Family relationships may be the biggest driver to convince people to turn vegan, a study by social scientists has found.
The year-long Pathways to Veganism study found that non-vegan relatives are most likely to respond to health messages in the promotion of veganism.
The study questioned omnivores and vegetarians, and aimed to understand how non-vegans perceive veganism and which pro-vegan messages are the most effective.
There was greater engagement with health messages and participants indicated they have already or would in the future pass on health information about veganism.
However, the study suggested the moral position on veganism is more likely to result in a long-term commitment to the lifestyle.
The Vegan Society identified the need for and funded the project, which was developed into a study and carried out by Prof Claire Parkinson, Dr Richard Twine and Dr Naomi Griffin from the Centre for Human-Animal Studies (CfHAS) at Edge Hill University.
The study, which was the first of the kind, used a mixed methods approach including an online questionnaire, household interviews and focus groups.
Prof Parkinson said: “The research revealed that non-vegans were more receptive to health messages about veganism than to environmental or ethics messages. It also showed how important family dynamics are in establishing and maintaining food practices.
“It was interesting to find out that celebrity endorsement of veganism was viewed with such a high degree of scepticism by study participants, but our findings also suggested that vegan sportspeople and celebrities are important in challenging stereotypes around vegans’ health and strength.”
Dr Twine added: “Some of the most interesting findings of our study are in the way food practices come to constitute everyday routines which can be resistant to change. Family relations were seen to be both barriers and pathways to veganism.
“It was also interesting to see that vegetarian practice was becoming ‘pulled toward veganism’. Barely any of our vegetarian interviewees only excluded meat from their diet but had also begun to exclude other animal products.”
The following findings will inform The Vegan Society policy, future organisational strategy and research, as well as individual team plans:
The social and family aspects
Large proportions of the sample had friends or family who were vegan (80.1%) and had eaten a vegan meal themselves (83.9%), demonstrating the increased social presence of veganism in contemporary UK life.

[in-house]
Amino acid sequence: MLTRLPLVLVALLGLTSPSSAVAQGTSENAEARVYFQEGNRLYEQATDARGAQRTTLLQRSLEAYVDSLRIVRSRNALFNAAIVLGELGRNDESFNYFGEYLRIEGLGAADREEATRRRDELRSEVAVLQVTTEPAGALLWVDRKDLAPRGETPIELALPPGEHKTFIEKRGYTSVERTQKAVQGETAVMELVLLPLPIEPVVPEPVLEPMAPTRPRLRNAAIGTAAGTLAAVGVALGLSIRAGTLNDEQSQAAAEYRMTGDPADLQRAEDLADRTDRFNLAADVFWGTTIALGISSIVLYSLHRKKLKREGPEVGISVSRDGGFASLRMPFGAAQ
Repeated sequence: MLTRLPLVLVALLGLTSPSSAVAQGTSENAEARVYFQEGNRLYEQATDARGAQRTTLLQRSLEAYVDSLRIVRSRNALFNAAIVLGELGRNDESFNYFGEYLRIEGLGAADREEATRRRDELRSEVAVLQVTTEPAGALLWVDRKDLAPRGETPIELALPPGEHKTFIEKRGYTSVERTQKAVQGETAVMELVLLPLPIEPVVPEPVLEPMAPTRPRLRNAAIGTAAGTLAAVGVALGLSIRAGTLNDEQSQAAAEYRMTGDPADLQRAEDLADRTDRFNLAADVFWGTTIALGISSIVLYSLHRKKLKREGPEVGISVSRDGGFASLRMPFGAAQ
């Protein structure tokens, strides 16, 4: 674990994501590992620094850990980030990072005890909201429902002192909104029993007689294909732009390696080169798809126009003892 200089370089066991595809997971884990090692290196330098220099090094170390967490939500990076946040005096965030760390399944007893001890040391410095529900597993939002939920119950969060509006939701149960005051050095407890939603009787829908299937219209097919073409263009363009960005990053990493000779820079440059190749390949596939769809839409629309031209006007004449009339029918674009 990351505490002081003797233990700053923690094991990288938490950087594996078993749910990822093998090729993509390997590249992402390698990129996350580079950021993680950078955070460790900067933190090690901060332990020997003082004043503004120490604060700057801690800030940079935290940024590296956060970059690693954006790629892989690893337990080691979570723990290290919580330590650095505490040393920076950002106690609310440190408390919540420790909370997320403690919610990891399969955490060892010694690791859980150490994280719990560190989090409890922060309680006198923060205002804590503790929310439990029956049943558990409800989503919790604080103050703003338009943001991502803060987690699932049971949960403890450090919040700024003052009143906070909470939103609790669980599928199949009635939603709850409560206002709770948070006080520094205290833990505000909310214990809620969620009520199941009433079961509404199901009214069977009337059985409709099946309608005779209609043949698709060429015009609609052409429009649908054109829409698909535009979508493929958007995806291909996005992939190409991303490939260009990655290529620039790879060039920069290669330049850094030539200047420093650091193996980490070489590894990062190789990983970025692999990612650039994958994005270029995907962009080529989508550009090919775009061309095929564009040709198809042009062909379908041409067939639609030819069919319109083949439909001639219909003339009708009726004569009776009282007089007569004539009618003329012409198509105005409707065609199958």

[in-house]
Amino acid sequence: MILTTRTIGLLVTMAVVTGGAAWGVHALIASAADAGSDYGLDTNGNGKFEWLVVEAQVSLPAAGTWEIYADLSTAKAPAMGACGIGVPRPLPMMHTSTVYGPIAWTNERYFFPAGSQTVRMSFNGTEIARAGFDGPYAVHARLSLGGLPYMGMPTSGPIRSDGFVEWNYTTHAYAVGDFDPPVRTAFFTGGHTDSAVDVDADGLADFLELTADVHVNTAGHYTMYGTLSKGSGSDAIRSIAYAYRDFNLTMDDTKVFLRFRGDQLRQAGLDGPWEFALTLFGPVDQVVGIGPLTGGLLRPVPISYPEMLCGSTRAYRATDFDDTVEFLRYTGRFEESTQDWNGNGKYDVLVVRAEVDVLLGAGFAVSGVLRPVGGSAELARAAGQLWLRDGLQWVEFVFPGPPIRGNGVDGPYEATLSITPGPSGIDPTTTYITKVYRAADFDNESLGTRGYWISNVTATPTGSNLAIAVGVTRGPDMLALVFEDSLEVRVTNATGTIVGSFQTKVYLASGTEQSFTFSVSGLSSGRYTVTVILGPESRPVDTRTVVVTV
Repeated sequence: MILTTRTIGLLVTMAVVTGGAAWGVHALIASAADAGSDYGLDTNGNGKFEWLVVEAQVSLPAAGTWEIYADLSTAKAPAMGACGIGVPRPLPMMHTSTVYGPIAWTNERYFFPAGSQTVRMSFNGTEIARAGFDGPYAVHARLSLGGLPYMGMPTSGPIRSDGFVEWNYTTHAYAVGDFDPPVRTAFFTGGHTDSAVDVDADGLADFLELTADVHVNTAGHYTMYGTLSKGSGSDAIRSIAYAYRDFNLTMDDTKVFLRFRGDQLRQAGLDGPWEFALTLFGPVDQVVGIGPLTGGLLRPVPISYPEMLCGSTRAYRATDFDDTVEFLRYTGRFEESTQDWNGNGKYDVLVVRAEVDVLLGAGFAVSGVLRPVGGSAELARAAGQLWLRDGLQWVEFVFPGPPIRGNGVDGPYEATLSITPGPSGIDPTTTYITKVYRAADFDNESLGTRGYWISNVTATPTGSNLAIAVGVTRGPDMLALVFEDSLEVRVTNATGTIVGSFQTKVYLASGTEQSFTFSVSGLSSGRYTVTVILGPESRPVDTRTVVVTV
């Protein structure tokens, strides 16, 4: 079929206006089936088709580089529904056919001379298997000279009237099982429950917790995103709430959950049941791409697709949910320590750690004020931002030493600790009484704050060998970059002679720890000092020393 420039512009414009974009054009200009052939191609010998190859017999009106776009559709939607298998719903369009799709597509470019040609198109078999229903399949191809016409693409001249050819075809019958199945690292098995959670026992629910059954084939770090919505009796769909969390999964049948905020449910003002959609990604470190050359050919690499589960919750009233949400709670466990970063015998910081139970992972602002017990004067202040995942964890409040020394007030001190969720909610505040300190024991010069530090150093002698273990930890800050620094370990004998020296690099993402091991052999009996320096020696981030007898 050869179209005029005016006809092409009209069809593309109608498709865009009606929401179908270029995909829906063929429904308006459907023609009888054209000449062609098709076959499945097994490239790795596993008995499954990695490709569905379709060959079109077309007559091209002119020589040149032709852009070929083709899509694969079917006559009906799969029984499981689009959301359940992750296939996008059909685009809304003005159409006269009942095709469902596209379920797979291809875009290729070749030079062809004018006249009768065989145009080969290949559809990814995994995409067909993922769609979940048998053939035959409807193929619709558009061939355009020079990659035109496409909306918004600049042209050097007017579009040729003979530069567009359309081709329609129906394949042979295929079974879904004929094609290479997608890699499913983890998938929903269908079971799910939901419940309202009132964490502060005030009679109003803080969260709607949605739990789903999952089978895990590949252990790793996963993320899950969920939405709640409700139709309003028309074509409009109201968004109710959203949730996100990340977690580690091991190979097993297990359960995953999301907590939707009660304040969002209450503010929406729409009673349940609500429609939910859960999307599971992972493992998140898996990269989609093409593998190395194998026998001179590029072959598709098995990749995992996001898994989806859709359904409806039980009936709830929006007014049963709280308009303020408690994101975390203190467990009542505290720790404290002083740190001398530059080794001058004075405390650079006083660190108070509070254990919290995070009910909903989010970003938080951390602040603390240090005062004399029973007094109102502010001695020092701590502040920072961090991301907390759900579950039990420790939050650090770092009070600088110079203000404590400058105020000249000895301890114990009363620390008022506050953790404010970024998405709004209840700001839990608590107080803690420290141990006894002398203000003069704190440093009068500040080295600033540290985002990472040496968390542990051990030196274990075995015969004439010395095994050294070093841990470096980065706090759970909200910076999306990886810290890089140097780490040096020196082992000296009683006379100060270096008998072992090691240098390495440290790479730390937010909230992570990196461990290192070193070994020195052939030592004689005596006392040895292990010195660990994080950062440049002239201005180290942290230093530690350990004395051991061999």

Family dynamics are a major pathway to animal product reduction and transition to veganism. Non-vegans who reported they had vegan friends or family had a considerably more positive view of the healthiness of veganism.
Cooking separate meals may lead to conflict in a family setting but it can be overcome by constructing vegan meals as adaptable to other diets and preferences.
Health messages were seen to have greater credibility than the environmental or ethics messages, particularly if coming from respected, independent professional health organisations.
The study found over 84% of non-vegans thought veganism could be a healthy way of eating and the same number did not think that eating meat is essential for a healthy diet. Over 91% did not think that drinking cows’ milk is essential for a healthy diet.
Those who understand veganism well are much more likely to know such a diet is generally healthy. Over 90% of those who rated themselves as having a high knowledge of veganism thought that it could be a healthy way of eating, in contrast to 60% of those who self-rated their knowledge as low.
Barriers to veganism
Some respondents thought becoming vegan could be too much of a challenge, others didn’t want to spend time on making the lifestyle switch, and a number of people worried about finding vegan food options.
The study found that in order to go vegan, people need the knowledge and information about veganism and plant based nutrition; access to the right materials such as vegan food and ingredients and other products; easy and adaptable recipes or a practical meal plan; and have the ability to prepare a vegan meal or knowing what to buy and cook.
Recommendations for practice
The Vegan Society said it was considering the following approaches in future as a result of the study:
– A focus on plant based nutrition, as well as networking with health professionals and the public to communicate the benefits of it.
– Working with health organisations and charities to address the nutrition concerns of people with pre-existing health conditions.
– Including meal plans that are easily adaptable to other tastes and preferences to address some difficult family-related dynamics
– Consider the relationship and family-based context of food practices in pledge schemes.
Dr Lorna Brocksopp, Research Officer at The Vegan Society, said: “This has been an excellent opportunity for The Vegan Society to be proactively involved in a piece of academic research which will have a direct impact on professional practice.
“The findings will be instrumental in shaping our future campaigns and research directions and it has been a pleasure to collaborate with CfHAS.”
What do you think of this study? Tell us in the comments below!
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